Thursday, March 24, 2011

Motivation: What works for you?

I've been thinking a lot lately about motivation.  Kim posted on her blog, listing the strategies that are and aren't working for her.  She said she's losing hers and listed some strategies that she said she has tried but that don't work for her:

  1. Self-talk
  2.  – telling myself I have to make a certain weight goal by a certain date makes it worse, and so does telling myself I need to eat healthier so I feel good when I exercise. I know I can still run even if I am following a crappy diet, so that doesn’t do the trick.
  1. Looking at “Skinny” photos 
  2. - having “inspiring” photos around doesn’t help. Even though they are of me when I was feeling my best, health-wise.
  1. Keeping a food journal
  2.  – makes me even more neurotic.
She also posted a photo of herself looking fit, cute, and trim. I posted a comment telling her so: "You look so cute (and fit) in that picture.I think the problem with all your “don’t work” strategies is that they are not coming from a place of self-love, they are coming from a place of 'fixing' yourself."

As I have posted here before, I am really trying to figure out a way to come at this weight-management thing from a place of self-love, from a desire to really take good care of myself instead of from a mentality of fixing what is broken.  I think long-term, weight-management would be a lot easier if it was about self-care instead of self-control.  I know some of you disagree with me that this is a possibility and feel free to post your comments that weight loss is never going to be easy. I don't think it will be easy, necessarily, but it will feel better if the motivation behind what I do is positive instead of negative.

Even Bob Greene, who always seemed like a self-control kind of guy, talked about how natural it was for people to seek pleasure in a podcast interview with Oprah.  He was answering a question from someone who approached weight loss from an all-or-nothing point of view and was not able to find ways to make healthy eating pleasurable.  Of course she was conflicted about losing weight if it meant not living a happy life while she did it! 

I know I could quickly lose weight by buckling down, cutting all distractions out of my life, and rigidly following a diet plan.  I did Weight Watchers that way the first time -- I was even happy that I got a migraine headache on Thanksgiving and couldn't eat.  But that kind of weight loss is short-lived. I outgrew my skinny clothes almost as soon as I bought them.  This time I'm not going to approach things from a "duty cycle" of self-punishment.  I want to focus on the dream of a satisfying, healthy life.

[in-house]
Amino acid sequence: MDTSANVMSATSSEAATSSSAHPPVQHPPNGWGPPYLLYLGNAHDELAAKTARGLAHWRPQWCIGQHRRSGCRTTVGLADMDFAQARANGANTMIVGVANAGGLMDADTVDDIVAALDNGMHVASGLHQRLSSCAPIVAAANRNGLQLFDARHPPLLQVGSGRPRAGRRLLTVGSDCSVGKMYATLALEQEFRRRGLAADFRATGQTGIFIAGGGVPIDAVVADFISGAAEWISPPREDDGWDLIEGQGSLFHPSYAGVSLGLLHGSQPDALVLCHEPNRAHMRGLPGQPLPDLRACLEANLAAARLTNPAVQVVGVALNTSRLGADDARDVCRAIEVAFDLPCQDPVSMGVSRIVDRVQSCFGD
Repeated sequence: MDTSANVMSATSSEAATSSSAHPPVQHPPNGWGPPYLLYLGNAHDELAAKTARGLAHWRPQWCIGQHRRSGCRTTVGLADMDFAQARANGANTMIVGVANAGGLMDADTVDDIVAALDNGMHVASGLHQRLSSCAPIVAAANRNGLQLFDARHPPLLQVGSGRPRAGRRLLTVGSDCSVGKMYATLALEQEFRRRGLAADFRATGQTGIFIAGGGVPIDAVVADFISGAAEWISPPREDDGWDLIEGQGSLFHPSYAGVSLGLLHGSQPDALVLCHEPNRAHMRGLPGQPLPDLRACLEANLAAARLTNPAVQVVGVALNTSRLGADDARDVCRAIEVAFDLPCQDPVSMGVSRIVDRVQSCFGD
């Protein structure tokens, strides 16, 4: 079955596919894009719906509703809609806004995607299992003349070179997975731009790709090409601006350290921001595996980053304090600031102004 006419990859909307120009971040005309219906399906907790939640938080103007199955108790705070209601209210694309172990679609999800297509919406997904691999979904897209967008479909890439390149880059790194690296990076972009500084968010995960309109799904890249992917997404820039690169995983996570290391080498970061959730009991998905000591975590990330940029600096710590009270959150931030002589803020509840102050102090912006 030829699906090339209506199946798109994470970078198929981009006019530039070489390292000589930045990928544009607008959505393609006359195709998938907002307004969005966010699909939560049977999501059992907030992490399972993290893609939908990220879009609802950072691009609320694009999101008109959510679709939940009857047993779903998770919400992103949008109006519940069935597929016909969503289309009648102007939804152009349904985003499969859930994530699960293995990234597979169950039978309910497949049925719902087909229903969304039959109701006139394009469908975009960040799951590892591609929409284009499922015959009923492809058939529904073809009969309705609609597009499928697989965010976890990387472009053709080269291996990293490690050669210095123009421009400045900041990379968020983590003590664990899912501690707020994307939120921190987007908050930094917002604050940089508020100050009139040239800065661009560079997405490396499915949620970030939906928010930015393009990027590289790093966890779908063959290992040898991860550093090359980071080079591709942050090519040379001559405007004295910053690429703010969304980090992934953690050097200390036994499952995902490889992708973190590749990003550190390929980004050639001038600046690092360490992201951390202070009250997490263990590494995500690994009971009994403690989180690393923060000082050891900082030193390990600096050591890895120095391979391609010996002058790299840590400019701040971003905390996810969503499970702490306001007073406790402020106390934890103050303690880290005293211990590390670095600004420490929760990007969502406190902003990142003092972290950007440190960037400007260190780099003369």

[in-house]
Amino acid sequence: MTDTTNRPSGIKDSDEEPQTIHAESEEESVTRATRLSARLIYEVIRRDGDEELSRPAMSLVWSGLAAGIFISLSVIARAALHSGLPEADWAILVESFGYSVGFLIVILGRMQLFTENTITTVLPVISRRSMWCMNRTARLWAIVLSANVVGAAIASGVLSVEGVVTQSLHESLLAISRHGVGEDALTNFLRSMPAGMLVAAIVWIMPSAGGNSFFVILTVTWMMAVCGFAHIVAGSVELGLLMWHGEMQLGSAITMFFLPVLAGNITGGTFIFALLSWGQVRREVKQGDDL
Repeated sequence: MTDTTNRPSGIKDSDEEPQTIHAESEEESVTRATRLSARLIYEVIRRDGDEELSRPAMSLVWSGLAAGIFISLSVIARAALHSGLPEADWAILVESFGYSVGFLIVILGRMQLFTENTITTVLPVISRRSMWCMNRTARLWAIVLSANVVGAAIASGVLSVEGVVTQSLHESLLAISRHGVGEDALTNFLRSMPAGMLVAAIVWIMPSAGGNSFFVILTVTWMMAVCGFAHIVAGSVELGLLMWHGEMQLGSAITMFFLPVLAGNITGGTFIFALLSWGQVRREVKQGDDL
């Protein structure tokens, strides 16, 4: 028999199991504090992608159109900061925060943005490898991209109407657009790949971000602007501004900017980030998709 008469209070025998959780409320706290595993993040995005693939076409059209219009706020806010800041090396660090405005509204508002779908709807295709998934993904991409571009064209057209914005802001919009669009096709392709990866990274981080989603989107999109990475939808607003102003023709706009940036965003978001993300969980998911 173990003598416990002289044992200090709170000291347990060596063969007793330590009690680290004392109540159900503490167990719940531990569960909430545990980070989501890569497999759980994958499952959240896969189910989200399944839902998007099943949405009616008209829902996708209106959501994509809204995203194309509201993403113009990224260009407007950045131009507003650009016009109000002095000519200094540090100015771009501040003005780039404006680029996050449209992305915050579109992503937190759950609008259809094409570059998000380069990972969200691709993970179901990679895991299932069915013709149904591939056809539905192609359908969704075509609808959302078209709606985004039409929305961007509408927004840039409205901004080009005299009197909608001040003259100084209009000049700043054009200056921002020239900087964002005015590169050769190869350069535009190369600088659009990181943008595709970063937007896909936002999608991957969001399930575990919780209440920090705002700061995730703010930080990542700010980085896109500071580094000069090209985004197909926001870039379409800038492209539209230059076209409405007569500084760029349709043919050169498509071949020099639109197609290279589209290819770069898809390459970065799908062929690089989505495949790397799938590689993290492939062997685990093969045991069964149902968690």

I am going about it a lot more slowly this time and if you look at my weight graphs alone, you would think there is no real movement there at all.  But I feel differently. I'm starting to make healthier food choices because I prefer them. I was at a party last night and had some "treat" foods and they didn't even taste that good to me anymore, and I woke up this morning feeling sort of crummy.  Everything I'm reading and listening to suggests that the kind of diet that the new Weight Watchers plan encourages (a healthy balance of protein and carbs, lots of fruits and vegetables, minimally processed foods) is the same way to eat to manage a whole bunch of my long-range health concerns: healthy aging and hormone balance (I'm 40), long-term cognitive function (my grandmothers both had dementia), weight management, healthy skin, athletic performance.  This isn't just about being skinny to me anymore.

I don't care how long it takes to lose the weight because this is the way I need to live for good.


  1. I need to get to the point where you are. I am usually very happy, eating healthy and taking care of me, but I get to a point where I am just SICK of thinking about it, even though I am not being restrictive.

    Slow movement is the way to go.

    Thanks for the link and inspiration.

  2. This is where I've been coming too as well. It's hard not to beat ourselves up but self-compassion is so important. I'm tired of trying to control everything and being so neurotic about everything. It doesn't do anything for the relationships I have with people in my life either. I just had a baby (7 months ago) and I want to teach him that women can and should love themselves!

  3. Thank you for this post. I needed to read this today. I have been struggling with these same issues for a while now. I had to realize that my life won't "start" when i'm skinny, it starts now...on my road to good health. I'm getting healthier every day, regardless of my size.
    Sometimes we all need to just take a break and do our best.


"Count your calories, work out when you can, and try to be good to yourself. All the rest is bulls**t." -- Jillian Michaels at BlogHer '07